Latest Kaiser Health News Stories
Potentially deadly fatty liver disease, linked to overconsumption of sugar in drinks and food, often starts in childhood. The goal: Get children to change their habits.
The Adelanto ICE Processing Center houses nearly 2,000 people in California. Federal, state and watchdog reviews say the Florida-based firm that runs the facility fails to provide adequate health care.
Hospitals and nursing homes in California and Illinois hope that regional cooperation — and a special soap — will help them gain the upper hand against deadly antibiotic-resistant superbugs.
Scientists say drought can spur transmission of the disease and that wetter winters since 2015 have helped reduce the number of infections in California. In the long term, however, climate change could mean more drought — and more infections.
The soda industry spent $11.8 million to influence policy statewide in 2017 and 2018. As politicians once again consider bills that would tax and label sugary drinks, more big money is expected to flow.
The depth of psychological damage after the fire in Paradise, Calif., may depend on how much help residents are getting now.
The main ingredient in numerous popular herbicides has been implicated by two juries in the cancers of frequent users, but major public health agencies disagree over whether it is a carcinogen. Can you use it safely in your garden? Here are some answers to questions you may have about the weed killer glyphosate.
California hospitals must comply with a new state law that requires them to try to find a safe place for homeless patients upon discharge. But hospitals say doing so isn’t as easy as calling a shelter and securing a cot.
Homeless patients accounted for about 100,000 visits to California hospitals in 2017, marking a 28% increase from just two years earlier. Health officials attribute the surge to the overall rise in California’s homeless numbers and the large proportion of people living on the streets with mental illness.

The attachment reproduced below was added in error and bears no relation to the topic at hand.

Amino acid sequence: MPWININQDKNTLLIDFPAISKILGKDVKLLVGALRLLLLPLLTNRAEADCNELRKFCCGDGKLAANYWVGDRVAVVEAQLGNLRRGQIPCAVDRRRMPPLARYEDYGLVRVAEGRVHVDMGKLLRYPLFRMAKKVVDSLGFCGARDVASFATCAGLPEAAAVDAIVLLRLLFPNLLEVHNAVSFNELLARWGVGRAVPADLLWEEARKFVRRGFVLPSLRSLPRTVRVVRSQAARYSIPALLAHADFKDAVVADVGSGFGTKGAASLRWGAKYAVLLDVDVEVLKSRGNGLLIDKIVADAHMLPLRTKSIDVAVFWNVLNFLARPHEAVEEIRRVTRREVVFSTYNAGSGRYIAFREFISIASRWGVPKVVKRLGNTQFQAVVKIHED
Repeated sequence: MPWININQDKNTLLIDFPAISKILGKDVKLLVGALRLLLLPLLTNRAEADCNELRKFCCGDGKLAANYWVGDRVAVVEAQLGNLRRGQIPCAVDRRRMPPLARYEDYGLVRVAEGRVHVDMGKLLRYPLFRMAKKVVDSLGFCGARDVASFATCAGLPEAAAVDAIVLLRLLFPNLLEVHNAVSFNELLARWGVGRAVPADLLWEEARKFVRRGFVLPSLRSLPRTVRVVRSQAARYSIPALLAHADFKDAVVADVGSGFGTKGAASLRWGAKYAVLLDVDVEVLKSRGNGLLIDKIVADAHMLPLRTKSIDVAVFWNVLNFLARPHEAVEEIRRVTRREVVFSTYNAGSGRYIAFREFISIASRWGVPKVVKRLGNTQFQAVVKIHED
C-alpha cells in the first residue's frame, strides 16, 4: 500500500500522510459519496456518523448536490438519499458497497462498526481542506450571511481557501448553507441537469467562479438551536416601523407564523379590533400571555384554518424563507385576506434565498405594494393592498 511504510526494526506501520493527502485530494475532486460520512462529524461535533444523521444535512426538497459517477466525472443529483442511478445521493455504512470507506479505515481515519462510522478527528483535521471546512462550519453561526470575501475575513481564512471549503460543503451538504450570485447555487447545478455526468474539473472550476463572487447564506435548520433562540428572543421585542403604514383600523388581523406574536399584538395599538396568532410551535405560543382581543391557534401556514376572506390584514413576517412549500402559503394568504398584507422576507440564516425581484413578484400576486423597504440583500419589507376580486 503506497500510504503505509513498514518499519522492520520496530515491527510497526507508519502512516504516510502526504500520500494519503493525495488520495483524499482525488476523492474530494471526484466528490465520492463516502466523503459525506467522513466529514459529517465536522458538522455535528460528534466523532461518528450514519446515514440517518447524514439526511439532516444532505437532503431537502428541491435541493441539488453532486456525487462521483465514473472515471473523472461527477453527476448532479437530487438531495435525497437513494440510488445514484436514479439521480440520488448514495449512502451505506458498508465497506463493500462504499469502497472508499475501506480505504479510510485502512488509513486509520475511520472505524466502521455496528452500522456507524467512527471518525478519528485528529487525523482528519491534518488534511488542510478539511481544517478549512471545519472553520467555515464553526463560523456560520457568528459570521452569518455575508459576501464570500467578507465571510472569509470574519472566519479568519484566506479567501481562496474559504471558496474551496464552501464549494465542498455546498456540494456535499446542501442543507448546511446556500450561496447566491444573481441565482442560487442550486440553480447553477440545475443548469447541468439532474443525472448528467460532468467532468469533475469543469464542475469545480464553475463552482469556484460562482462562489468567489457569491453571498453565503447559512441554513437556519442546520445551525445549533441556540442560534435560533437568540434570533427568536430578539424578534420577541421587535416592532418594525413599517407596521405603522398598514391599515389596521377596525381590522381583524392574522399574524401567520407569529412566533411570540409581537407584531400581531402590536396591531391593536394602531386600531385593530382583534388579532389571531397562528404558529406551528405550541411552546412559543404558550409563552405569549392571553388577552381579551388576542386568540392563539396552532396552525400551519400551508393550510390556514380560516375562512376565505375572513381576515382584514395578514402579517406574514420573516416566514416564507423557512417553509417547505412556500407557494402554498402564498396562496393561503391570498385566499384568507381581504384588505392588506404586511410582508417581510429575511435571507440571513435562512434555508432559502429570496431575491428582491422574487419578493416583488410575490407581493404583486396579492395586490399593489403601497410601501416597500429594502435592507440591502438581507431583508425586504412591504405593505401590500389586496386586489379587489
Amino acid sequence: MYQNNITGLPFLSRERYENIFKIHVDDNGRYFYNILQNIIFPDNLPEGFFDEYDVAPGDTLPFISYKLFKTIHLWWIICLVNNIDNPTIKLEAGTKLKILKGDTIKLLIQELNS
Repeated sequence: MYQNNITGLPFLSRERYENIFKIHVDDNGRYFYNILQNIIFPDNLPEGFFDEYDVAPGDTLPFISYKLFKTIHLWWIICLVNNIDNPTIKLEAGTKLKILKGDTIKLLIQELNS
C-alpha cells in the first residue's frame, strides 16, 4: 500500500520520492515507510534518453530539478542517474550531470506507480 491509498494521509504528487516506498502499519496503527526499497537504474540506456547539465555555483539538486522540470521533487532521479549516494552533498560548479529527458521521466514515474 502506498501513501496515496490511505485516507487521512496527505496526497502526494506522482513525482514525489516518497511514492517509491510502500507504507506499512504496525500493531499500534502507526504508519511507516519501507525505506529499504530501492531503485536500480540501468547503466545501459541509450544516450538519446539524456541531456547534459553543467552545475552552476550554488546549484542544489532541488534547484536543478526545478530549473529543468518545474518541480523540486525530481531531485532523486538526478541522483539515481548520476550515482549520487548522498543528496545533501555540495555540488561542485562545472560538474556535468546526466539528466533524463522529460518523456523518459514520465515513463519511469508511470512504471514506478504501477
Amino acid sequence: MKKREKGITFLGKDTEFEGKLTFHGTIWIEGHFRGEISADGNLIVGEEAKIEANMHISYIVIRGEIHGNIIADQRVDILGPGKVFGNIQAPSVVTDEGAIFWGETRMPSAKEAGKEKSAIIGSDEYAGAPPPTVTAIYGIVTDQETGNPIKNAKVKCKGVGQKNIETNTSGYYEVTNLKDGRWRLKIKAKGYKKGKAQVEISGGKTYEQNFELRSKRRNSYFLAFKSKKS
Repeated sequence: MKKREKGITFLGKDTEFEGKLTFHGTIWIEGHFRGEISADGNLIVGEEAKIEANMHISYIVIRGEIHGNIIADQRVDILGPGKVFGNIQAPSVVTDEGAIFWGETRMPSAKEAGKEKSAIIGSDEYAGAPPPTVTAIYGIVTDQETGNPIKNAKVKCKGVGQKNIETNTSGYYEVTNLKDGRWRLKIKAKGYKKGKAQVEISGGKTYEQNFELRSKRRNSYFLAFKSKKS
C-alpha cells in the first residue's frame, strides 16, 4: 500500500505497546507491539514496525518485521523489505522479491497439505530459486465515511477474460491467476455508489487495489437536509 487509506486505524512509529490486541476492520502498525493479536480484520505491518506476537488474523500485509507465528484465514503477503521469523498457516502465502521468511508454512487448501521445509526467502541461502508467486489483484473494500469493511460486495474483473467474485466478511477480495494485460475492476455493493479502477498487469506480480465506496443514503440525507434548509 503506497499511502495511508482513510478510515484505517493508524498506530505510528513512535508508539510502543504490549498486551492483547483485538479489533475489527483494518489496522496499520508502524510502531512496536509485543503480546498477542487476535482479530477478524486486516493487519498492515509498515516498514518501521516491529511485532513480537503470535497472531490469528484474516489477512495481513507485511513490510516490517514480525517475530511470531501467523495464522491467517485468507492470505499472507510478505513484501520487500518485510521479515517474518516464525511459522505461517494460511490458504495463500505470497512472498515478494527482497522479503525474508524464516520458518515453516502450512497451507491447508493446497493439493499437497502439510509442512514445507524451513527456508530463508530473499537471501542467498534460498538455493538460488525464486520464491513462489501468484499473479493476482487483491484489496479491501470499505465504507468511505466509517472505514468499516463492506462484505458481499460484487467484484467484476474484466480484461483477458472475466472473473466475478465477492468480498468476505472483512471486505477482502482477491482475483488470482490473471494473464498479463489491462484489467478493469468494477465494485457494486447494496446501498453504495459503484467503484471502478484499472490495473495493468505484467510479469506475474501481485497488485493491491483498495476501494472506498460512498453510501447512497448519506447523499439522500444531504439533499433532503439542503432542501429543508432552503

Families often spend thousands of dollars caring for ailing loved ones at home. Lawmakers in California and at least seven other states want to provide some financial relief with state income tax credits.
With mental health beds in short supply, emergency rooms increasingly have become the care of first and last resort for people in the grips of a psychiatric episode. Now, hospitals around the country are opening emergency units that calmly cater to patients with mental health needs.
The renewed squabble over vaccinations obscures a large group of parents who aren’t anti-vaxxers but spread out their children’s vaccines at a more gradual pace than doctors recommend. Pediatricians warn that could leave small children vulnerable to disease.
Parents of students with legitimate learning disabilities worry that a backlash against providing special accommodations in college admissions testing could make it harder for them to succeed.
Outbreaks of infectious diseases such as typhus and hepatitis A are resurging in California and around the country, particularly among homeless populations. Public health officials warn that such diseases could spread broadly.
The Golden State, in a movement spearheaded by its first-ever surgeon general, stands to become a vanguard for the nation in tracing adverse childhood experiences, or ACEs, to the onset of physical and mental illness. But what can a pediatrician, with her 15-minute time slots and extensive to-do list, do about the ills of an absent parent or a neighborhood riddled with gun violence?
Health and safety problems at immigration detention facilities throughout California pose a serious risk to detainees, according to two reports released Tuesday. State Attorney General Xavier Becerra and California State Auditor Elaine Howle concluded that federal and local governments are failing to adequately oversee the facilities, allowing the problems to persist.
An Oakland dental clinic has started screening its patients for depression, and referring them to a mental health counselor down the hall for immediate care if necessary. The program at Asian Health Services could be replicated elsewhere, and make help for mental health problems more accessible to hard-to-reach populations.
California’s highly touted gains in vaccinating schoolchildren against measles stalled last year, possibly related to an increase in the number of students who have been exempted from vaccinations on medical grounds.
Inspired by Los Angeles teachers, who were promised 300 more school nurses after striking last month, unions in Denver, Oakland, Calif., and beyond are demanding more school nurses or better compensation for them.
In an emerging new tactic against the rising toll of opioid deaths, California, Ohio, Virginia and Arizona are among the states requiring physicians to offer patients naloxone when they give them prescriptions for the powerful painkillers. The Food and Drug Administration is weighing a national recommendation to do so.